Amendments should be made to investigative hearings, preventive arrest, and the use of security certificates. An anti-discrimination clause should be included in the Act, and racial or faith-based profiling should be banned.

Group One

There was agreement about the problems, but sharp differences on how to address them.

Opinions in the group ranged from advocating for change to the implementation mechanism of the Act, to keeping the Act as it is, and to developing a new re-written Act. There was agreement that there should be more impact analysis when the Act is reviewed.

Another suggestion was that the word "religious" should be taken out of the definition of terrorism so that the focus would be on the ideologically-based actions of a politically-motivated group. There should be one comprehensive annual report that outlines, for example, the number of individuals investigated, those who were cleared, and those who were shifted to other countries. Such disclosure could help to dissipate the paranoid culture that exists right now. There were differing opinions on whether accused individuals should be afforded sufficient legal defence, although there was agreement that access to legal counsel was an imperative by law.

There was general agreement on the need to allocate funds for implementation, including data collection, training, and publication of documents in a language that ordinary people can understand. There was a lot of discussion about due process and how the Act, in its implementation, is allowing extraordinary policing in a manner that goes against customary expectations of due process. It was suggested that there needed to be a higher standard for listing; as the words "reasonable grounds" do not carry great meaning.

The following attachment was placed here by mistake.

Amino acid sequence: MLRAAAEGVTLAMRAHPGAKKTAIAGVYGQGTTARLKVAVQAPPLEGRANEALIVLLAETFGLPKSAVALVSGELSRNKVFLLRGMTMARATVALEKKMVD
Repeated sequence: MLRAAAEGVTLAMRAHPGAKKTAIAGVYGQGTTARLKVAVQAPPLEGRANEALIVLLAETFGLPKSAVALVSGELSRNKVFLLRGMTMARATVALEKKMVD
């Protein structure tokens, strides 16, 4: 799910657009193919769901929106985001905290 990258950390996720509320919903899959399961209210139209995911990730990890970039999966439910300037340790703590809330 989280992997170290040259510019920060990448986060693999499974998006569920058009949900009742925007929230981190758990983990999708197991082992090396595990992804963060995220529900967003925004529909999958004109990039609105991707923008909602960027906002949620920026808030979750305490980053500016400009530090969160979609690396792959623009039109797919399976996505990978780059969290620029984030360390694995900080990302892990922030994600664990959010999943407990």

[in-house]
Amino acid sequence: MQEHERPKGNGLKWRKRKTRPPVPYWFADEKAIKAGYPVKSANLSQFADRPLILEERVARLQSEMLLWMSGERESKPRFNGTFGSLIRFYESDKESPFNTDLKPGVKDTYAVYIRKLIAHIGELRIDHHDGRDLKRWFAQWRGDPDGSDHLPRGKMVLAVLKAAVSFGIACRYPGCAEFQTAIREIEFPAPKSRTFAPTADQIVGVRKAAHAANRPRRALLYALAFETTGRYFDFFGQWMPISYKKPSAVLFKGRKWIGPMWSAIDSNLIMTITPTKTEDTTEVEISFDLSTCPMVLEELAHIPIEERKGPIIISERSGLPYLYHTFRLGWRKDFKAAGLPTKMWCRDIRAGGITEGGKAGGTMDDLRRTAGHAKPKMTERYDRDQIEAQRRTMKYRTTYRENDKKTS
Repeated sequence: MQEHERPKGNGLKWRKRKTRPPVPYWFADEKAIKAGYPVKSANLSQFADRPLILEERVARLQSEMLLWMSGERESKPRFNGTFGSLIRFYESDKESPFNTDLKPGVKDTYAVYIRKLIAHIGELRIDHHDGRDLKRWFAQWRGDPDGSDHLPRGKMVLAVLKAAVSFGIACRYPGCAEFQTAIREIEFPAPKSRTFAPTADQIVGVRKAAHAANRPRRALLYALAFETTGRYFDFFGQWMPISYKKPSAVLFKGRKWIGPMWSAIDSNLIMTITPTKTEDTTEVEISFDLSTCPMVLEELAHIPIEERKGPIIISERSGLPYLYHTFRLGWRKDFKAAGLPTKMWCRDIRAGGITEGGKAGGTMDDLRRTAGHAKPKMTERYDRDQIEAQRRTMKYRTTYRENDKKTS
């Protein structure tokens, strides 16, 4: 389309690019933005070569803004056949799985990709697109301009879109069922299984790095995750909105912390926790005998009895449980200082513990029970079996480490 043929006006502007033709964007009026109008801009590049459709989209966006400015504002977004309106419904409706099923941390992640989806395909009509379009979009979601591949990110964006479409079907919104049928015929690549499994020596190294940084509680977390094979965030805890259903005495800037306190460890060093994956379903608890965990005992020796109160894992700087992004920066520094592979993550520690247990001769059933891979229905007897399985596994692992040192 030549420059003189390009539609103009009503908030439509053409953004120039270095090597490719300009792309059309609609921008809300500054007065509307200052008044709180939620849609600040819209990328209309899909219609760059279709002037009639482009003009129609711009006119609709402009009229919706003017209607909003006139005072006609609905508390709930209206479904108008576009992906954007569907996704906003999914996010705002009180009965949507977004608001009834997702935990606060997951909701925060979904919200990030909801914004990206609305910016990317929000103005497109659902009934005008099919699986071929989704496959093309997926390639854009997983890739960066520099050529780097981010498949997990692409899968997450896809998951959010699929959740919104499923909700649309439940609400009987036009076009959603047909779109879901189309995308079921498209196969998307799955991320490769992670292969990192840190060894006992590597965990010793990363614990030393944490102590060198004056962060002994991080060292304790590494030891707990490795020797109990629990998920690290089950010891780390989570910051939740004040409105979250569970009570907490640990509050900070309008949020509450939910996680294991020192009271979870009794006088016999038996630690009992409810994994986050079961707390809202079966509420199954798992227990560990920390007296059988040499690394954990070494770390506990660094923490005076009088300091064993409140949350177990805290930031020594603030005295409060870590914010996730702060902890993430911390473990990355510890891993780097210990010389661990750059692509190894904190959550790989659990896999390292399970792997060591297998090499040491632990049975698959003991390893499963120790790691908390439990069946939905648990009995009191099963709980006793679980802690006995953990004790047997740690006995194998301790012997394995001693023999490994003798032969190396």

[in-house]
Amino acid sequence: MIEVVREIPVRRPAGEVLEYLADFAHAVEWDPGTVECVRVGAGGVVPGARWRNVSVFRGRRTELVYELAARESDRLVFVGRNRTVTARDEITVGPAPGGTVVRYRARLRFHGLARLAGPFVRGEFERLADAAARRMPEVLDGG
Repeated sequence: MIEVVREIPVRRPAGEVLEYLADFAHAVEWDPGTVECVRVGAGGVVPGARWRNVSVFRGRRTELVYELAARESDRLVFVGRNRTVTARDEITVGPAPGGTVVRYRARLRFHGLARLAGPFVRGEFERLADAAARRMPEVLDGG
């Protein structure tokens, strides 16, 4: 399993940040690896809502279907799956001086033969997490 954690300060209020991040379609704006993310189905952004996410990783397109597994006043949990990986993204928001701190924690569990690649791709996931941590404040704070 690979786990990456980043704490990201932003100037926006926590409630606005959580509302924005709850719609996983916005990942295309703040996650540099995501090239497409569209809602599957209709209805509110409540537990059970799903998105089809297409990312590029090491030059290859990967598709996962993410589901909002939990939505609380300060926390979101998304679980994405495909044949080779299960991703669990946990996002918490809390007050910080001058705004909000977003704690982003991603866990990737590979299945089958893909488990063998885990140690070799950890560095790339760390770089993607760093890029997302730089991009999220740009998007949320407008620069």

It was agreed that the vast majority of citizens do not understand the "do's and don'ts" of the Act. If the nature of terrorism is such that extraordinary legislation is required, then accused persons should have access to resources to be able to defend themselves. Resources are a problem if assets are frozen, and legal aid would not be sufficient. Some members of the group felt that "specialized" lawyers should be provided to defendants through the legal aid system in terrorism cases, while other members of the group felt that the current legal aid system is adequate. As well, individuals who have been issued security certificates should have direct access to a review process by the Supreme Court of Canada.

The group concluded by stating that law enforcement agencies should participate in regular, ongoing, and effective anti-racism training, provided in collaboration and partnership with many of the groups represented at the table. Finally, the preventive arrest section should be deleted, and the government should be obliged to help those who have been de-listed to regain their life and credibility in society. There should be anti-racial profiling legislation to balance the Anti-terrorism Act.